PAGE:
PHOTO: Animal welfare advocates packed into a meeting room in City Hall on June 26 to support an amendment to end dog sales in Franklin pet stores. That bill will once again be up for discussion Tuesday night./Brooke Wanser
By BROOKE WANSER
During Tuesday’s Board of Mayor and Aldermen meeting, expect to hear from city leaders on a range of topics, from a puppy mill bill to sales tax fund distribution for the Franklin Special School District.
See the highlights below.
Chartwell Hospitality finalizes procurement of Cool Springs Marriott
Franklin-based Chartwell Hospitality will officially close on the Cool Springs Marriott, which houses the Williamson County Convention Center, on November 1. The board has already heard a presentation about the company’s plans, and will likely give their blessing on the transaction. Chartwell is the company creating a multi-use office, retail and restaurant space at the old Dotson’s Restaurant location.
Sales tax hike funds to be reallocated by City of Franklin to Franklin Special School District
Two weeks ago, the board voted 4-3 to overturn a resolution which would allow for the redistribution of funds from this year’s sales tax increase to the Franklin Special School District. All cities in the county had originally agreed to surrender their portion of additional monies from that half-percent increase to the building of new schools. But because FSSD was “overlooked” in the process by the county, a prior resolution asked for an additional six months worth of funding, equivalent to $3.5 million in taxpayer dollars. Now, aldermen are looking to rectify that decision by bringing forward a new resolution, which would allow the money to be redistributed to the special school district for the next three years, the originally agreed upon amount of time. Alderman Dana McLendon, the leading dissenter of the last resolution, is the sponsor of this amendment.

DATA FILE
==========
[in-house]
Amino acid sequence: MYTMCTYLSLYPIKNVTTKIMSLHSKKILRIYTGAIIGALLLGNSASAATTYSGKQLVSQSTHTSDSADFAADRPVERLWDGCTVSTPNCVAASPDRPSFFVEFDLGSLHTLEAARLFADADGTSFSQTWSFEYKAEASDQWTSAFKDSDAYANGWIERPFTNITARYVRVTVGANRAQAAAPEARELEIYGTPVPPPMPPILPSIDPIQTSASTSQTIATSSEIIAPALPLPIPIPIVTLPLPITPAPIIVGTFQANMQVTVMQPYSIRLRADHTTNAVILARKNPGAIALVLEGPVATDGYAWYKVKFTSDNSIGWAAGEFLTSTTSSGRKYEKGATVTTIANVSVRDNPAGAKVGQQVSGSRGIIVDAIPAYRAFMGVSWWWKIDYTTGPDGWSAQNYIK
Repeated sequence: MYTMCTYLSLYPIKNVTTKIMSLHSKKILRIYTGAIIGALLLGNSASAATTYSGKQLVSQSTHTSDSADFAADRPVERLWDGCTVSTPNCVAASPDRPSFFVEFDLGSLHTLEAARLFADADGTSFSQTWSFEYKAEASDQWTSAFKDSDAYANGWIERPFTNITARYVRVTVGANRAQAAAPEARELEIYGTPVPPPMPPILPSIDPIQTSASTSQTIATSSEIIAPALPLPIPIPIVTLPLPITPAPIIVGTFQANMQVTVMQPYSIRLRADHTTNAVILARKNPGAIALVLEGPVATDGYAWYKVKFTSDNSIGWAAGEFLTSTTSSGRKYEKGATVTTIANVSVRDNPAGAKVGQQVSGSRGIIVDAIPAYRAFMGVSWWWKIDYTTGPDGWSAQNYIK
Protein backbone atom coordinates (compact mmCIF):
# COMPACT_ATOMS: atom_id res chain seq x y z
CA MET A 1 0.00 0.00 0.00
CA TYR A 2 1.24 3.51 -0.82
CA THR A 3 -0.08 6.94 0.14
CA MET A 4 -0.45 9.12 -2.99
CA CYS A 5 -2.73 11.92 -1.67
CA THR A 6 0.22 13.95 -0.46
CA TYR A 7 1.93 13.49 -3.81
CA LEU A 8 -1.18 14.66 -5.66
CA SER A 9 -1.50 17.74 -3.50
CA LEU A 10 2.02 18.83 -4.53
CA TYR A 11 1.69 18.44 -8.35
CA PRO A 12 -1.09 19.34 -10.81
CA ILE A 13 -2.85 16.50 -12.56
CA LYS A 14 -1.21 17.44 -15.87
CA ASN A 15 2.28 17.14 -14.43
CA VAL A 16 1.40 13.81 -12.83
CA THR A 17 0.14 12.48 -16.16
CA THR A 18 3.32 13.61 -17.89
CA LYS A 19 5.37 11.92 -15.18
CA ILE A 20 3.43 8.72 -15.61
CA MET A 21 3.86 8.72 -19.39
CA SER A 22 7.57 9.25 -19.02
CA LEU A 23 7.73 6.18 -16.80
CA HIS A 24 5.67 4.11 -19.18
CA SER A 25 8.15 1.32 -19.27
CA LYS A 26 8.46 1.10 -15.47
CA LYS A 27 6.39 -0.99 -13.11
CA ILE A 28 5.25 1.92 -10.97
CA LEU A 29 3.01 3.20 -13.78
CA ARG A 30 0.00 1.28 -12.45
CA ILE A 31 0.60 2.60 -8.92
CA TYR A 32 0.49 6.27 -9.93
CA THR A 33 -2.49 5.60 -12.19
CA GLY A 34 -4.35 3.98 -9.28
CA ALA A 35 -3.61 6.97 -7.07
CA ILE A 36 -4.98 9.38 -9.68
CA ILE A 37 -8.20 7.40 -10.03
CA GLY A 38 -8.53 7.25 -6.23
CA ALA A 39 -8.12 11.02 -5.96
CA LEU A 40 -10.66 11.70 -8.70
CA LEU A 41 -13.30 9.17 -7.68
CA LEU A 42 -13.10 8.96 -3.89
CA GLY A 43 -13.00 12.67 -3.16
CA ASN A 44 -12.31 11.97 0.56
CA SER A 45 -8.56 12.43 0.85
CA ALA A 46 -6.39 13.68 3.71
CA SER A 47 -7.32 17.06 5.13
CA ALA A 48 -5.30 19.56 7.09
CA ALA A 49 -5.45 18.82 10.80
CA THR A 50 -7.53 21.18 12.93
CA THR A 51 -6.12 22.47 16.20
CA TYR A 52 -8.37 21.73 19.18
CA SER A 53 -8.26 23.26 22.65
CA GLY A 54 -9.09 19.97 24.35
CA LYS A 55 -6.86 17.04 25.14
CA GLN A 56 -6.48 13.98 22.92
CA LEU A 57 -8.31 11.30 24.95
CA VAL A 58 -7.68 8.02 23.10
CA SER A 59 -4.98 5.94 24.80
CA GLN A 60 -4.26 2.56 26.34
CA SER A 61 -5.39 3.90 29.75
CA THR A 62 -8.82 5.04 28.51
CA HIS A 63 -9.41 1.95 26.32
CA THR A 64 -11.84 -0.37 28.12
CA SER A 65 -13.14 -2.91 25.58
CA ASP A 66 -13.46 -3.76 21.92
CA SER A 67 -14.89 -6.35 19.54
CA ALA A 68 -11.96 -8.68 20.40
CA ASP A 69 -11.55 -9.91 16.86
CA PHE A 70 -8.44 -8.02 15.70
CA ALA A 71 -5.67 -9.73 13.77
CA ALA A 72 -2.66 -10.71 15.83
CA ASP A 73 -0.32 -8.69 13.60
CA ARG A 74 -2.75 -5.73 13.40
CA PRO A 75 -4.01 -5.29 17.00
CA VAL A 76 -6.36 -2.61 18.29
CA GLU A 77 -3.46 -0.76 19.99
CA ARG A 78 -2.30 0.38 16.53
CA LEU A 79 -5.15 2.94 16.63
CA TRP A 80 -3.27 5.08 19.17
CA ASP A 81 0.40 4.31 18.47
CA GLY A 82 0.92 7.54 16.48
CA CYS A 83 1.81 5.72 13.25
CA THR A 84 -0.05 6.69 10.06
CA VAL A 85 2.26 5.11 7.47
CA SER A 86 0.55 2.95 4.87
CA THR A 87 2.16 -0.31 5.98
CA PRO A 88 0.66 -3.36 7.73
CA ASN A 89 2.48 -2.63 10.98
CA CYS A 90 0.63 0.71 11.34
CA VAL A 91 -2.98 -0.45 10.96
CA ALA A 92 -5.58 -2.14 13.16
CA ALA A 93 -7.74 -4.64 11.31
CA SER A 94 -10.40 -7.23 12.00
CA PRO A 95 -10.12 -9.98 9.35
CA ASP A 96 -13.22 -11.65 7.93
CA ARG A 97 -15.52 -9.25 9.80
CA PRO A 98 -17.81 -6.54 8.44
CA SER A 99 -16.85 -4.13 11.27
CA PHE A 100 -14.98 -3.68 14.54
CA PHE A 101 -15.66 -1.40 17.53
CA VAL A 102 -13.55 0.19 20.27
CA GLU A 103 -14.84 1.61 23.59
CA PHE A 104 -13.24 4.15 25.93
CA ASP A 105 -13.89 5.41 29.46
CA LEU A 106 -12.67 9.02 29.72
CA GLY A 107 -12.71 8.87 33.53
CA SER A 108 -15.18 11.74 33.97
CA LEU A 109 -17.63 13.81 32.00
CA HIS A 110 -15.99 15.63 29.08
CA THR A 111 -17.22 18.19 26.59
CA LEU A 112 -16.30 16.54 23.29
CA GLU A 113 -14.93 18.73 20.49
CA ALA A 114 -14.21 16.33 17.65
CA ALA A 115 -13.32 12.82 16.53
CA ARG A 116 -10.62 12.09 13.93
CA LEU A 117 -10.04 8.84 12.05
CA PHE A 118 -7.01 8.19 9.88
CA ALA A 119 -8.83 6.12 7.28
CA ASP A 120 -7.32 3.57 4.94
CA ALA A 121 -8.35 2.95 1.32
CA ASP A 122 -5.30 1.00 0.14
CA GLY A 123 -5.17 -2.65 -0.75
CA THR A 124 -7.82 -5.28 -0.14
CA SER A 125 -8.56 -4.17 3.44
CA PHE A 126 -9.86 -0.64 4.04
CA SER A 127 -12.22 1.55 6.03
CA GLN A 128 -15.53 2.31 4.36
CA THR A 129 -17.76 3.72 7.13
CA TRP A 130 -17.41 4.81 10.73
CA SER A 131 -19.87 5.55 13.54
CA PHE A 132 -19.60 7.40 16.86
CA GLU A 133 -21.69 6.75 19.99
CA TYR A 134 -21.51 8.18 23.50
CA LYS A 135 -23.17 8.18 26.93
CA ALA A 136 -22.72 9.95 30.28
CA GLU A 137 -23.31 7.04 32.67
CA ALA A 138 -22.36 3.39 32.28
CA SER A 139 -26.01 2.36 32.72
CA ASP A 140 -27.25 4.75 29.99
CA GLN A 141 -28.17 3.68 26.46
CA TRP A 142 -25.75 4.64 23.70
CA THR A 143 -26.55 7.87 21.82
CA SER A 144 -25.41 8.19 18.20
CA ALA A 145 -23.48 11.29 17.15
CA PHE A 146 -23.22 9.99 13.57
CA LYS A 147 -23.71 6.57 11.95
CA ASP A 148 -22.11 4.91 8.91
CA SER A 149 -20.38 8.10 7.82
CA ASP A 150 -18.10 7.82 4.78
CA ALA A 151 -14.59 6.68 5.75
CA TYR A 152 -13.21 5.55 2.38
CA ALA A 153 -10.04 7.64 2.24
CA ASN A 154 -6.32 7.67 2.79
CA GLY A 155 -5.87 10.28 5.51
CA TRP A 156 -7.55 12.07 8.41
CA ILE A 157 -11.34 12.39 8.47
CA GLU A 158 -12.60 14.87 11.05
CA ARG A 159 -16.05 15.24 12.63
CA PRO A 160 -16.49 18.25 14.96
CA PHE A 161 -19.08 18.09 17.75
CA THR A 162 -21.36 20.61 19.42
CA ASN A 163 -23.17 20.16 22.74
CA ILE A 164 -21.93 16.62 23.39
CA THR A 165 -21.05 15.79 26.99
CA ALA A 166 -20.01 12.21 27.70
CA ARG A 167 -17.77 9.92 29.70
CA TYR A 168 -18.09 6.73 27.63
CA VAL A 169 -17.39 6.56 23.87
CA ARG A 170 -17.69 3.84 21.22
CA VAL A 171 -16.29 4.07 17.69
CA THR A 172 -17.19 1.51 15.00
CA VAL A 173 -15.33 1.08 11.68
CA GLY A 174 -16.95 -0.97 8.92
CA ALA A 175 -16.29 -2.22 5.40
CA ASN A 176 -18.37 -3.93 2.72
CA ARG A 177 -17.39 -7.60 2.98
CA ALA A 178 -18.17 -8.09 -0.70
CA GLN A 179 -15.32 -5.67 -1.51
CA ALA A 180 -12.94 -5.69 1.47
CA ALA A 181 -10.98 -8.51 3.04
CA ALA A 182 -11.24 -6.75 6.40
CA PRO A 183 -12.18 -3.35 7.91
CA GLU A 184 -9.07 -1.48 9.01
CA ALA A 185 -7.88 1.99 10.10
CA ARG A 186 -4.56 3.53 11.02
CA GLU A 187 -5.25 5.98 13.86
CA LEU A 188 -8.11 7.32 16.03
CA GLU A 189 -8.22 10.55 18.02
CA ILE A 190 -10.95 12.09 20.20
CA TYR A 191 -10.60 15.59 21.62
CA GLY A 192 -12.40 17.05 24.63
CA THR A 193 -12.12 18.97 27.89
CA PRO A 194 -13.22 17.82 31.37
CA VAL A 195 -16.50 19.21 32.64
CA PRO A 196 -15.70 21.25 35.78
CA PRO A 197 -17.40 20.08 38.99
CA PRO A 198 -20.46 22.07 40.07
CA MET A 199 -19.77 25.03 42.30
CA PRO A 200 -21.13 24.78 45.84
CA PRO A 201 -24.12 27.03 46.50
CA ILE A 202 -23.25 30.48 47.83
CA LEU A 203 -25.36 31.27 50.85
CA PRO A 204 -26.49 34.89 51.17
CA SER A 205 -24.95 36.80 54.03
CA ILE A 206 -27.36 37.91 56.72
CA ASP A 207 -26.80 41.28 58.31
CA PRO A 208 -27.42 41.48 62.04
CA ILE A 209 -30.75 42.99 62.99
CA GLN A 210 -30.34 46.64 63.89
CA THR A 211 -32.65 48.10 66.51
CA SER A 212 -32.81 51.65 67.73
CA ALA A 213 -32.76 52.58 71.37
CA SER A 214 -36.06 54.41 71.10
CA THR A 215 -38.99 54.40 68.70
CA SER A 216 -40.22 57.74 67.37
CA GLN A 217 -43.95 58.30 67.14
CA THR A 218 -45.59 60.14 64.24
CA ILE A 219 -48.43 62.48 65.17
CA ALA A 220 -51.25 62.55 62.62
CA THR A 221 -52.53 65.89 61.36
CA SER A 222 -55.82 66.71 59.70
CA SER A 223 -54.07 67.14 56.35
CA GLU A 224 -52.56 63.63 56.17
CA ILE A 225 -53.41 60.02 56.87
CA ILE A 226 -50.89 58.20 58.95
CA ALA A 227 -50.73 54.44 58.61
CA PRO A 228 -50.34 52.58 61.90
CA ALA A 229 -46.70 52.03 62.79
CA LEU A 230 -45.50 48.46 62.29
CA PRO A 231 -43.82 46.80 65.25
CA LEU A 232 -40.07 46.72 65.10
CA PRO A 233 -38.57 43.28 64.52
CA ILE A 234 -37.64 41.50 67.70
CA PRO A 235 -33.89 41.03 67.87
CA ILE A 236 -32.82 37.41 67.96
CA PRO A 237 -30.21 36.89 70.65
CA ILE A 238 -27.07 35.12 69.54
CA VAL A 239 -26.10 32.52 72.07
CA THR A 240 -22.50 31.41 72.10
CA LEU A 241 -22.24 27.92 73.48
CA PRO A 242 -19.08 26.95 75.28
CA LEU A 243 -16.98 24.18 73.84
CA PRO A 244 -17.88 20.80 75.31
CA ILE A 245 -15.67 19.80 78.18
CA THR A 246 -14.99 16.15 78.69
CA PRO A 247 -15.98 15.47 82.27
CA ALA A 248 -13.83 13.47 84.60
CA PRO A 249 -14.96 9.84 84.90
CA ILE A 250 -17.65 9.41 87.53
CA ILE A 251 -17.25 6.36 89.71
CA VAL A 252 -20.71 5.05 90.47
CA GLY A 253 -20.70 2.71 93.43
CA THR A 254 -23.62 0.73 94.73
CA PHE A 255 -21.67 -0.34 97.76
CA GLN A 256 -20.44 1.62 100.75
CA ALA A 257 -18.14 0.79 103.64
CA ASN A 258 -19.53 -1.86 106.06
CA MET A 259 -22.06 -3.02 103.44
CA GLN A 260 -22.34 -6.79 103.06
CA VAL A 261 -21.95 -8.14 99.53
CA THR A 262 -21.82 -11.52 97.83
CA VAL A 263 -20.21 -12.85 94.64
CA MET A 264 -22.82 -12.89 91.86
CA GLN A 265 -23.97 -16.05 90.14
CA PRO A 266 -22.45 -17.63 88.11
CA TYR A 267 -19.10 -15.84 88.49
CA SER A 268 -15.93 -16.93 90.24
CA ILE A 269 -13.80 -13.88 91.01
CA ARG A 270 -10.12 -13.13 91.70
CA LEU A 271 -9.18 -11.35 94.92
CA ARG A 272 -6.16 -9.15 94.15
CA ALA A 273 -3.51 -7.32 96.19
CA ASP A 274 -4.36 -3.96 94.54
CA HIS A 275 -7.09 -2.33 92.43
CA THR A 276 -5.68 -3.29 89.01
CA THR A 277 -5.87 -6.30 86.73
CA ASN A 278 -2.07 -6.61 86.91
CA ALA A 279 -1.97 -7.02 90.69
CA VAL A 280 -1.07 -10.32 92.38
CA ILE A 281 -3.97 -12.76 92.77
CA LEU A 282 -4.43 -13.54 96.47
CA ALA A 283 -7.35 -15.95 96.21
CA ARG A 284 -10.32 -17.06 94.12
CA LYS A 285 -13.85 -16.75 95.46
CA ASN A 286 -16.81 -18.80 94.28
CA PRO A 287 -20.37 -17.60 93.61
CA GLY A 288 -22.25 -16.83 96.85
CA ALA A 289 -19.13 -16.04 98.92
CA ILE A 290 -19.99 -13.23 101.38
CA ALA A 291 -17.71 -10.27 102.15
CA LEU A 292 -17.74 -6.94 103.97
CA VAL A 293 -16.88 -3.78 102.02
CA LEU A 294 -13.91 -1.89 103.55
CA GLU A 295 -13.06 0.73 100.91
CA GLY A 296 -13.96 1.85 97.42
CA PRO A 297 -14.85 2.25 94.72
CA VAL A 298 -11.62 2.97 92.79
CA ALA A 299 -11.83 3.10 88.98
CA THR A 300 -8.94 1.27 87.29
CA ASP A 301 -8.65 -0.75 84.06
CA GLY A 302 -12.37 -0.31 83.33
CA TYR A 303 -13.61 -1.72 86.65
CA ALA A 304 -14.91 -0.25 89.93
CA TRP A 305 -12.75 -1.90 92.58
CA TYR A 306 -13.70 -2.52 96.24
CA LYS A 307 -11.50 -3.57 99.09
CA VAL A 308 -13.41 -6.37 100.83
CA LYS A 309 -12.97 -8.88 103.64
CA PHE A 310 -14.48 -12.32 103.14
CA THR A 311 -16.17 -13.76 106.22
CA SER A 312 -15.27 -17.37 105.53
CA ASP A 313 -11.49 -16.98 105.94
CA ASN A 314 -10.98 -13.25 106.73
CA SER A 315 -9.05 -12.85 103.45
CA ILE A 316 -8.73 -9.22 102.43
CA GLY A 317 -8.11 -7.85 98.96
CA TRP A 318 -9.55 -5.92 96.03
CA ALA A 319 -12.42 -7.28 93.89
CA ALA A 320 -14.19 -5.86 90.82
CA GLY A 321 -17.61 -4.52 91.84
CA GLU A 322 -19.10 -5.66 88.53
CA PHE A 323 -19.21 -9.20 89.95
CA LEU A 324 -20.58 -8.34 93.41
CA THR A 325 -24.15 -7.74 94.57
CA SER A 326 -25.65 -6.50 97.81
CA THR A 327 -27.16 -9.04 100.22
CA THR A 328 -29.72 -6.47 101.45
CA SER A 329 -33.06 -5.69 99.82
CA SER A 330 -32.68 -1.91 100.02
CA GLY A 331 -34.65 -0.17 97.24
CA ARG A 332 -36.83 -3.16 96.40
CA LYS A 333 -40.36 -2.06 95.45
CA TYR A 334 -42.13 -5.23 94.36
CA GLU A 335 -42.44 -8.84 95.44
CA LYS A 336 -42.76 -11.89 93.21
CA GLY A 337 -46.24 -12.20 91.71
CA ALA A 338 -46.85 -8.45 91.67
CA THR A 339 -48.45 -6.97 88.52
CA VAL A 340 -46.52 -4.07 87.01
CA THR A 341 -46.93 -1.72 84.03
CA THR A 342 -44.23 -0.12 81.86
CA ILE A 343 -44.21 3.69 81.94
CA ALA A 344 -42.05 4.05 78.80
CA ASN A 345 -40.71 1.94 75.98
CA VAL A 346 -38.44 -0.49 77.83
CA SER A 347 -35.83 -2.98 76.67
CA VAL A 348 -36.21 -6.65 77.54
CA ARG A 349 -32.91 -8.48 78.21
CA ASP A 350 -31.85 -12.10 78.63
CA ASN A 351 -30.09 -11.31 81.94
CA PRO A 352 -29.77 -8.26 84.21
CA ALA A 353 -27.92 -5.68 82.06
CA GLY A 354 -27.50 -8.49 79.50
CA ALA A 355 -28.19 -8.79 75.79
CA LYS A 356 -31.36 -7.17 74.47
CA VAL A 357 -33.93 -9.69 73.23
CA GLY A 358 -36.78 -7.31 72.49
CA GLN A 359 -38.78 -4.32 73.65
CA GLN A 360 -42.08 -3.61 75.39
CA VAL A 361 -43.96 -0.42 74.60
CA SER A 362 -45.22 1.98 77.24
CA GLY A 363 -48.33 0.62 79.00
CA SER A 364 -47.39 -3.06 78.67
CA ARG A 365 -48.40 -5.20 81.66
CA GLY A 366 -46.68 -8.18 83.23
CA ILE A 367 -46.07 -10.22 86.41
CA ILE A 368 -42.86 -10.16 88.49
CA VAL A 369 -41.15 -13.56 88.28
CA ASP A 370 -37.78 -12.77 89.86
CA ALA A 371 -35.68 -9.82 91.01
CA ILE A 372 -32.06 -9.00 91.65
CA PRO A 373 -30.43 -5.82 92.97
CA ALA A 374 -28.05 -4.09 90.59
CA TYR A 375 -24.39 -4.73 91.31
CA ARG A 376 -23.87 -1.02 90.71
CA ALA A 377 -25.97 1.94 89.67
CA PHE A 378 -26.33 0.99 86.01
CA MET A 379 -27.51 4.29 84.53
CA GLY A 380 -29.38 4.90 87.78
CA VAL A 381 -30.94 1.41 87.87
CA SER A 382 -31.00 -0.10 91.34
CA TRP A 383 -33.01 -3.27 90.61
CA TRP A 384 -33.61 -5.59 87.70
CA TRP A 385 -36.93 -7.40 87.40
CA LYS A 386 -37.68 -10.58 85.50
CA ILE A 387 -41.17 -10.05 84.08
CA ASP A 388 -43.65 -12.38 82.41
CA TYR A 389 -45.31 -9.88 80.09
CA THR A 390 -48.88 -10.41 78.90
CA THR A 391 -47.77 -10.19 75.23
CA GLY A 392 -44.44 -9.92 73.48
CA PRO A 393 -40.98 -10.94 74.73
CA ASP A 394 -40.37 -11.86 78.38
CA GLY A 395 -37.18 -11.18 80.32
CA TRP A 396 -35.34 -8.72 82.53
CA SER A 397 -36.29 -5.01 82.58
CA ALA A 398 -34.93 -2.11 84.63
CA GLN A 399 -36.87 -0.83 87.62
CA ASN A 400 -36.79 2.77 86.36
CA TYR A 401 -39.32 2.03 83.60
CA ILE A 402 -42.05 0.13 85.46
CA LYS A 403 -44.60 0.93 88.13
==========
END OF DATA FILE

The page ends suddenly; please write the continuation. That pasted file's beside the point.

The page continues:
Up for discussion
Downtown Neighborhood Association survey results
As the DNA, downtown Franklin’s unofficial HOA, works to grow membership and visibility, one of the first projects they have undertaken is a survey of resident concerns. New president Lynne McAlister will present the results to the BOMA, which include a desire for more public parking and sidewalk improvements, with some split on short-term rentals. Expect concerns about parking to repeat in the months and years to come.
Continued discussion of Columbia Avenue widening design
As the BOMA continues discussing a design plan for the Columbia Avenue widening project, some features have proved contentious. On Tuesday night, the board will weigh in on overhead utilities.
Puppy mill bill back on the agenda
A bill first brought forth in February to curtail the sale of dogs and cats from commercial breeders is back on the table. At the last meeting in June, City Hall swelled with people in support of the bill, from those who had purchased sick animals to local veterinarians. A Franklin pet store, the Pawfect Puppy, is one store that came under attack for irresponsible sales. Alderman Bev Burger has been the bill’s sponsor.